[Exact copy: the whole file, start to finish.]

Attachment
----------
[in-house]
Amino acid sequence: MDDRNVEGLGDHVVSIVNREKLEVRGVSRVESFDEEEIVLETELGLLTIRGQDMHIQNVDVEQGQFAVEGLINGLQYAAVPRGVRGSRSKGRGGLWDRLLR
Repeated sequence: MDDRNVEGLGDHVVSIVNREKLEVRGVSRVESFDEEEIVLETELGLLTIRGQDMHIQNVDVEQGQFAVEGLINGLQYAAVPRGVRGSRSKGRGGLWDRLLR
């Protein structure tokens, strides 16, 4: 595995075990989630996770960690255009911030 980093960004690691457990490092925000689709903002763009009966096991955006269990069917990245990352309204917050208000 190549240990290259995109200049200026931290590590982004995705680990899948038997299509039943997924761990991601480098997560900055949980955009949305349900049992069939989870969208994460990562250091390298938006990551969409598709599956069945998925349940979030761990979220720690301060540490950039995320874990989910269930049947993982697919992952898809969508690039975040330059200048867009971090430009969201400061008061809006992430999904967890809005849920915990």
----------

[in-house]
Amino acid sequence: MDDRNVEGLGDHVVSIVNREKLEVRGVSRVESFDEEEIVLETELGLLTIRGQDMHIQNVDVEQGQFAVEGLINGLQYAAVPRGVRGSRSKGRGGLWDRLLR
Repeated sequence: MDDRNVEGLGDHVVSIVNREKLEVRGVSRVESFDEEEIVLETELGLLTIRGQDMHIQNVDVEQGQFAVEGLINGLQYAAVPRGVRGSRSKGRGGLWDRLLR
């Protein structure tokens, strides 16, 4: 595995075990989630996770960690255009911030 980093960004690691457990490092925000689709903002763009009966096991955006269990069917990245990352309204917050208000 190549240990290259995109200049200026931290590590982004995705680990899948038997299509039943997924761990991601480098997560900055949980955009949305349900049992069939989870969208994460990562250091390298938006990551969409598709599956069945998925349940979030761990979220720690301060540490950039995320874990989910269930049947993982697919992952898809969508690039975040330059200048867009971090430009969201400061008061809006992430999904967890809005849920915990």